definite “supporting” role in Washington’s war on Syria’s Assad. Now
oil, lots of oil, comes into the play, and Israel is claiming it’s
theirs. The only problem is that it isn’t. The oil is in the Golan
Heights which Israel illegally took from Syria in the 1967 Six Day War.

Genie in a stinky bottle

What do Dick Cheney, James Woolsey, Bill Richardson, Jacob Lord
Rothschild, Rupert Murdock, Larry Summers and Michael Steinhardt have in
common? They all are members of the Strategic Advisory Board of a
Newark, New Jersey-based oil and gas group with the name, Genie Energy.
It’s quite a collection of names.

Dick Cheney, before becoming George W. Bush’s “shadow president” in
2001, was CEO of the world’s largest oilfield services company,
Halliburton, also reported to be a CIA-linked company tied to the Bush
family cabal. James Woolsey, a neo-con former CIA Director under Bill
Clinton, today sits as the chairman of the neo-con think-tank,
Foundation for Defense of Democracies, and is a member of the pro-Likud
Washington Institute for Near East Policy (WINEP). He was a member of
the infamous Project for a New American Century (PNAC), along with
Cheney, Don Rumsfeld and a gaggle of neo-cons who later staffed the
Bush-Cheney administration. After September 11, 2001 Woolsey referred to
the Bush-Cheney War on Terror as “World War IV,” counting the Cold War
as World War III. Bill Richardson is a former US Secretary of Energy.
Rupert Murdock, owner of major US and UK media including the Wall Street
Journal, is the major financier of the neo-conservative Weekly Standard
of Bill Kristol, who founded the PNAC. Larry Summers was US Treasury
Secretary and drafted the laws that deregulated US banks from the 1933
Glass-Steagall Act, in effect opening the floodgates to the US financial
crisis of 2007-2015. Michael Steinhardt the hedge fund speculator, is a
philanthropic friend of Israel, of Marc Rich and a board member of
Woolsey’s neo-con Foundation for the Defense of Democracies. And Jacob
Lord Rothschild is a former business partner of convicted Russian oil
oligarch, Mikhail Khodorkovsky. Before his arrest Khodorkovsky secretly
transferred his shares in Yukos Oil to Rothschild. Rothschild is a
part-owner of Genie Energy which in 2013 was granted exclusive oil and
gas exploration rights to a 153-square mile radius in the southern part
of the Golan Heights by the Netanyahu government. In short, it’s quite
an eye-popping board.

Golan Heights and international law

The Israeli government gave the concession to Genie in the disputed
Golan Heights in 2013 when the US-led destabilization of the Syrian
Assad regime was in full force. Conveniently, Israel also began building
fortifications at that time to seal off the illegally-occupied Golan
Heights from Syria, knowing there was little Assad or Syria could do to
stop it. In 2013, as Genie Energy began moving into Golan Heights,
Israeli military engineers overhauled the forty-five mile border fence
with Syria, replacing it with a steel barricade that includes barbed
wire, touch sensors, motion detectors, infrared cameras, and ground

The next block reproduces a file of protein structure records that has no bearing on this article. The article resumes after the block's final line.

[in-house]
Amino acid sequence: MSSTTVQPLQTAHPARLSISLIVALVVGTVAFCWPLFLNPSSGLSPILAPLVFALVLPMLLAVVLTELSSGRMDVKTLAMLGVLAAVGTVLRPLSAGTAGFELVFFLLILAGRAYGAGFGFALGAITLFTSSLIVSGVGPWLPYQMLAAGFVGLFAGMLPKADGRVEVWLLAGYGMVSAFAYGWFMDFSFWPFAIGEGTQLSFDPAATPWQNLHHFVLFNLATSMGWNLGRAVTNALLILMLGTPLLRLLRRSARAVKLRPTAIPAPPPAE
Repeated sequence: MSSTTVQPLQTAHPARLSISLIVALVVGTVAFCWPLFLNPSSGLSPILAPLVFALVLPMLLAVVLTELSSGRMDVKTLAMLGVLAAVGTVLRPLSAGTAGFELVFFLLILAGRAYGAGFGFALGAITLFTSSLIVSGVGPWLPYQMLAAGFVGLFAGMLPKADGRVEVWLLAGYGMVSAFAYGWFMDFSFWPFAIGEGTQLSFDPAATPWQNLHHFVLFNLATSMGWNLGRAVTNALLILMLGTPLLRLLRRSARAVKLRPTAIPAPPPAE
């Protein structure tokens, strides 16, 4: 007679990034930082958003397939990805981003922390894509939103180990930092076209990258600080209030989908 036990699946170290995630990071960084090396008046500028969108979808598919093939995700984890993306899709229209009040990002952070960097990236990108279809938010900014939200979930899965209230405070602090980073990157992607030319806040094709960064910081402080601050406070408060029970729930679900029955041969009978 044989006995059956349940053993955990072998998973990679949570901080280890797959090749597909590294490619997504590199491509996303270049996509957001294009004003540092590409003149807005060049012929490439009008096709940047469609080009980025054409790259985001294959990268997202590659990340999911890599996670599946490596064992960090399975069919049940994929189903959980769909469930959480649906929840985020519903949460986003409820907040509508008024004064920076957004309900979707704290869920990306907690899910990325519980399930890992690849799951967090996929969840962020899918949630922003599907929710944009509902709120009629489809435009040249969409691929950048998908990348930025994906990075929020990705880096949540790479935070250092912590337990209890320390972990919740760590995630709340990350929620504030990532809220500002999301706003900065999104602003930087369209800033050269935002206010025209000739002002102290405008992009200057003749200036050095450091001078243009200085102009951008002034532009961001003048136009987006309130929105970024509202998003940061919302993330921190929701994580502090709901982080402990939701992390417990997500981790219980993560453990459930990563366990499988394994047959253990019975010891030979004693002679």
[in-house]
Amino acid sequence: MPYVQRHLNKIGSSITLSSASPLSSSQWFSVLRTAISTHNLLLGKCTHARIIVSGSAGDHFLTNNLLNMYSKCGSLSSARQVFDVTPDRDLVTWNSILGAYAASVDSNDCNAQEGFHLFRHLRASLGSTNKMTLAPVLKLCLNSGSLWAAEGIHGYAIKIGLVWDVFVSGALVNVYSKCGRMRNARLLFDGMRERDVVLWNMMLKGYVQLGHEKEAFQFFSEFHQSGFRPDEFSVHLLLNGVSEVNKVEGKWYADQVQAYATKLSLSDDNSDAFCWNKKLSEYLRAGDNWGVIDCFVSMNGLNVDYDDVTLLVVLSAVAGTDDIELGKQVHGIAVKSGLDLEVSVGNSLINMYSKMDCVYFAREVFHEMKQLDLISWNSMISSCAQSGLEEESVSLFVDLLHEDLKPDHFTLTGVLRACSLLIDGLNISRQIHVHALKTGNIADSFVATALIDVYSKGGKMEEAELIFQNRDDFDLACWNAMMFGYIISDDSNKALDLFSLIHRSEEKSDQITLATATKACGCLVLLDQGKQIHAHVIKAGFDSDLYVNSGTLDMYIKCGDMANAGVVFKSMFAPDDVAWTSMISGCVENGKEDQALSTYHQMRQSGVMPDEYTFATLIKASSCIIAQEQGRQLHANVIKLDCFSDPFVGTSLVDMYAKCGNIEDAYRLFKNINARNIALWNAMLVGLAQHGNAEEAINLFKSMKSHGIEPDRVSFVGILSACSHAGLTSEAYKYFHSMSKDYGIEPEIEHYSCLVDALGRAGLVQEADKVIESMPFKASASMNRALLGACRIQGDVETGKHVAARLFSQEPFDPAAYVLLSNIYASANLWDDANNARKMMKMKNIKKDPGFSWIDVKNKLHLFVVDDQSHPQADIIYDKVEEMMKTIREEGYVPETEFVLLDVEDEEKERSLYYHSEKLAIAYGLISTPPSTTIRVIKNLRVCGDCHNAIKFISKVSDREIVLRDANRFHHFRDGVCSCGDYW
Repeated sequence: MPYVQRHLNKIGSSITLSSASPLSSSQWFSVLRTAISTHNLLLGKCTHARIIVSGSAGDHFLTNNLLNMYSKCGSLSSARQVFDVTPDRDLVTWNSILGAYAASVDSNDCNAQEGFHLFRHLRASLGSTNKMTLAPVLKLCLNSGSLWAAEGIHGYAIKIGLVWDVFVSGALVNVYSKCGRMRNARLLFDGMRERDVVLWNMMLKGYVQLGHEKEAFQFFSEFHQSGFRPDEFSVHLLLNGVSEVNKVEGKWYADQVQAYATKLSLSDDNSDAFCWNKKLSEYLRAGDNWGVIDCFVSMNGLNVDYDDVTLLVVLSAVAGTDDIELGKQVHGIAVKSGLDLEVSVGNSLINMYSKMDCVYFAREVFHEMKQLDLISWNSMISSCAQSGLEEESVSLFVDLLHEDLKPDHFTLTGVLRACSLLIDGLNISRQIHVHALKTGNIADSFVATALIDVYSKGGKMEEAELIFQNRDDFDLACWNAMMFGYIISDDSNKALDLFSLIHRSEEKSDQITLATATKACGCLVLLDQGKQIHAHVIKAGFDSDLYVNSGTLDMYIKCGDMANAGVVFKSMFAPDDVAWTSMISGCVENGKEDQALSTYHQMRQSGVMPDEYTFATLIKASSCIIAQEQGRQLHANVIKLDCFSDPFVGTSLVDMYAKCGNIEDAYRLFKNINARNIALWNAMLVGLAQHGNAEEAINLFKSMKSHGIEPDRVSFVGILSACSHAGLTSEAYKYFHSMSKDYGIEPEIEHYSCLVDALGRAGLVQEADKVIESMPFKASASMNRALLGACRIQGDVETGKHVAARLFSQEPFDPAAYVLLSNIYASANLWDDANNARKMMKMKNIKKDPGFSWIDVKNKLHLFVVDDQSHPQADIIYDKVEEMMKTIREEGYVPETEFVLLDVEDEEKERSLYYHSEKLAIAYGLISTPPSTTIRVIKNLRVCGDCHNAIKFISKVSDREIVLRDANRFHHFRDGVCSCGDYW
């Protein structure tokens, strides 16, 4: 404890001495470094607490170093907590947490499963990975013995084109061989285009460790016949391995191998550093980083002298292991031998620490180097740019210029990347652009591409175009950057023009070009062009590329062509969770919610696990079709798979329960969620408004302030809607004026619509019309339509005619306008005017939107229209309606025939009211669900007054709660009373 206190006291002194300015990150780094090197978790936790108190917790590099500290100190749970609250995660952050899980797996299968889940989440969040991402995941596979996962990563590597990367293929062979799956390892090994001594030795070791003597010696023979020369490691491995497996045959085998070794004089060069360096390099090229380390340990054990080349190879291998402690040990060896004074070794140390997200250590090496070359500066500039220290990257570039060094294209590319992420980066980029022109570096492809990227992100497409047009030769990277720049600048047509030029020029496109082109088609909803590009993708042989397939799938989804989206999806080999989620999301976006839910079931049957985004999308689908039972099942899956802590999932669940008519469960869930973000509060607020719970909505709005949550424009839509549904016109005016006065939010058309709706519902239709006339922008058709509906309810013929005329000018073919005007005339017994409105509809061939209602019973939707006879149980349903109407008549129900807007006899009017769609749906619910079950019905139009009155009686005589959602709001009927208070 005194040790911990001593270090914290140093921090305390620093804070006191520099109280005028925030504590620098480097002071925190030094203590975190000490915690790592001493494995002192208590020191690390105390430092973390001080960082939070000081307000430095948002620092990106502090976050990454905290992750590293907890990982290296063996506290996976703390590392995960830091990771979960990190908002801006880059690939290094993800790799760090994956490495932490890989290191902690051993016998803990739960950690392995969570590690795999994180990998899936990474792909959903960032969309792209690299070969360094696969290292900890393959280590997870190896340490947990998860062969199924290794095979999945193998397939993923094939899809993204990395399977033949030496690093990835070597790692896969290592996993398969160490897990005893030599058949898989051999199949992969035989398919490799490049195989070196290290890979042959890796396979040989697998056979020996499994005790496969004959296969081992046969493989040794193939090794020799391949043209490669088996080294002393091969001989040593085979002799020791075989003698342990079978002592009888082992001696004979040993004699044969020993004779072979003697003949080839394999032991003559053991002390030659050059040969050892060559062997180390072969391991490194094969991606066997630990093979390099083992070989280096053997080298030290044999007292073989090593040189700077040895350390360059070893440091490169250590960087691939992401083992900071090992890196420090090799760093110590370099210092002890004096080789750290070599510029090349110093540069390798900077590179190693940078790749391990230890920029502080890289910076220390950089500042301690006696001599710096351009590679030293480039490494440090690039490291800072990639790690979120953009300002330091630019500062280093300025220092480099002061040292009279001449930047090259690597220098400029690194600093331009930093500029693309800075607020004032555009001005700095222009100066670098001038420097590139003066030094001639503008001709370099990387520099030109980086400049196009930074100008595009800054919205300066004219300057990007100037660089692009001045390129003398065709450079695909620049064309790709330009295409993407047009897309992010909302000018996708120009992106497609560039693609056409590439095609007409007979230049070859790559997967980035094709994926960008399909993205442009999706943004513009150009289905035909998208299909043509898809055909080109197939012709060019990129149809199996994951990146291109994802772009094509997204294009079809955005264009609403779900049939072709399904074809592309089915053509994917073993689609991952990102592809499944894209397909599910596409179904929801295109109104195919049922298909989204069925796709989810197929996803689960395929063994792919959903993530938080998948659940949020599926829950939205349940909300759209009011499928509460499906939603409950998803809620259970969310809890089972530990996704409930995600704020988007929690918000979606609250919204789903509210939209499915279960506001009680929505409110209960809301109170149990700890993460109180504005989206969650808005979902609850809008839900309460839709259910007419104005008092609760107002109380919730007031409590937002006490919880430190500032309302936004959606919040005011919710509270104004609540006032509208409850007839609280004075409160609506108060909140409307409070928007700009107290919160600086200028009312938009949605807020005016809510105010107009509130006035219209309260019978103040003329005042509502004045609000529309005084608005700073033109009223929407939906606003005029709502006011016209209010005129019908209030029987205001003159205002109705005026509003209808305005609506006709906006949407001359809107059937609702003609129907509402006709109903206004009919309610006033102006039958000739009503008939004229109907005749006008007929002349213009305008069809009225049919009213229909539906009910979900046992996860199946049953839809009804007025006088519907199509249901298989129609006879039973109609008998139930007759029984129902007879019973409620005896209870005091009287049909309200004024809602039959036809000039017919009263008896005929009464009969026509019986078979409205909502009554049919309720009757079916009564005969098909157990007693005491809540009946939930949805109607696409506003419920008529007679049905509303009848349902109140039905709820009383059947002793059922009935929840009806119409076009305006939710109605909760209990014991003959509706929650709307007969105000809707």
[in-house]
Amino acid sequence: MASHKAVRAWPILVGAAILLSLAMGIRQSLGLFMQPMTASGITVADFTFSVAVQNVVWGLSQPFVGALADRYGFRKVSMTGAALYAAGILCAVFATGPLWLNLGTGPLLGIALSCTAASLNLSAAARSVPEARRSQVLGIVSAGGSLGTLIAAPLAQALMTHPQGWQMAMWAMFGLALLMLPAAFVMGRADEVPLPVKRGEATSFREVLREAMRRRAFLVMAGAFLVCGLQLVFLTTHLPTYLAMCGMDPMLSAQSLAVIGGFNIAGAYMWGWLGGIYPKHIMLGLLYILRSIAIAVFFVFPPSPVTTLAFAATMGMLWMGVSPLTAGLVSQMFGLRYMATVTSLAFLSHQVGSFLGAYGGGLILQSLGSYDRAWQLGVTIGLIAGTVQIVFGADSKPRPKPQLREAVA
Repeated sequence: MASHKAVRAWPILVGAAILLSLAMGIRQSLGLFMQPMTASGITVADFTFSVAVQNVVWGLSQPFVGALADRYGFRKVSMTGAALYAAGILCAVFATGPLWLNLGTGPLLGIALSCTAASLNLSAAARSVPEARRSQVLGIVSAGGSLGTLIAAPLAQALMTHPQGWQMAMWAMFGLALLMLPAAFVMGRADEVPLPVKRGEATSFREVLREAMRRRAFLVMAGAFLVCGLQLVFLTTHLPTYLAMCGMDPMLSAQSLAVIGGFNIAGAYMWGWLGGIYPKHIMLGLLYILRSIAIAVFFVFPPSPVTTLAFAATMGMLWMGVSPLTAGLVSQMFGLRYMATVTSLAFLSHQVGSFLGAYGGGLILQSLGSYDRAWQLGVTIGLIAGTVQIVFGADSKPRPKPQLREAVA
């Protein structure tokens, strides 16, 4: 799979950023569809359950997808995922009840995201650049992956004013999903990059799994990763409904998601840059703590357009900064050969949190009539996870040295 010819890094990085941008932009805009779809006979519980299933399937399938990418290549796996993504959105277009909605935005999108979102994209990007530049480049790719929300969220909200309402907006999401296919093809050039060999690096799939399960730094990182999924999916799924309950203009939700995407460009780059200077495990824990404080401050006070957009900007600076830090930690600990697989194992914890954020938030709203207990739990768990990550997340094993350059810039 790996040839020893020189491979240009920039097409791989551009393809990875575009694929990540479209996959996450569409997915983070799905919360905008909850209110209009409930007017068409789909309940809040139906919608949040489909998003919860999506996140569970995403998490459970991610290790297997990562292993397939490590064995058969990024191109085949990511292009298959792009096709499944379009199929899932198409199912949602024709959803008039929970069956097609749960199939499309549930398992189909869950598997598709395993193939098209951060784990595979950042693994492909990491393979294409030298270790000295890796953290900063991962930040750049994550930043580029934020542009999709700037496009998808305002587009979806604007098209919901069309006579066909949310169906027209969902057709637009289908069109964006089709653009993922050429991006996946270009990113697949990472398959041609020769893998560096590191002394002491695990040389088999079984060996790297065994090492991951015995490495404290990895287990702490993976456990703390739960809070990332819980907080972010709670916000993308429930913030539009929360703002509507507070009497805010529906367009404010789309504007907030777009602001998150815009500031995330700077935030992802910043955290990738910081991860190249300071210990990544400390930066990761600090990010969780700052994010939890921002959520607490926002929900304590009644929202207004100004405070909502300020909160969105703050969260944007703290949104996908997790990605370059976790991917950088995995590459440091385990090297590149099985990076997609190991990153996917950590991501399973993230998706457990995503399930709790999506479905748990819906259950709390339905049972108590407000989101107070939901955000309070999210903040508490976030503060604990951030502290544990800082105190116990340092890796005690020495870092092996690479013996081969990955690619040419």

radar, putting it on par with the Wall Israel has constructed in the
West Bank.

Now, as Damascus fights for its life, apparently, Genie has discovered a
huge oil field precisely there.

The Golan Heights, however, are illegally occupied by Israel. In 1981,
Israel passed the Golan Heights Law, imposing Israeli “laws,
jurisdiction and administration” to the Golan Heights. In response the
UN Security Council passed Resolution 242 which declared Israel must
withdraw from all lands occupied in the 1967 war with Syria, including
the Golan Heights.

Again in 2008 a plenary session of the UN General Assembly passed a
resolution 161–1 in favor of a motion on the Golan Heights that
reaffirmed Security Council resolution 497, which was passed in 1981
after the Israeli de facto annexation, declaring the Golan Heights Law,
“null and void and without international legal effect,” and called on
Israel to desist from “changing the physical character, demographic
composition, institutional structure and legal status of the occupied
Syrian Golan and, in particular, to desist from the establishment of
settlements…from imposing Israeli citizenship and Israeli identity cards
on the Syrian citizens in the occupied Syrian Golan and from its
repressive measures against the population of the occupied Syrian
Golan.” Israel was the only nation to vote against the resolution. As
recently as June 2007 Israeli Prime Minister Ehud Olmert sent a secret
communique to Syrian President Bashar Assad saying that Israel would
concede the Golan Heights in exchange for a comprehensive peace
agreement and the severing of Syria’s ties with Iran and militant groups
in the region.

Genie claims huge discovery

On October 8, into the second week of Russian airstrikes against ISIS
and other so-called “moderate” terrorists at the request of the Assad
government, Yuval Bartov, chief geologist from Genie Energy’s Israeli
subsidiary, Afek Oil & Gas, told Israel’s Channel 2 TV that his company
had found a major oil reservoir on the Golan Heights: “We’ve found an
oil stratum 350 meters thick in the southern Golan Heights. On average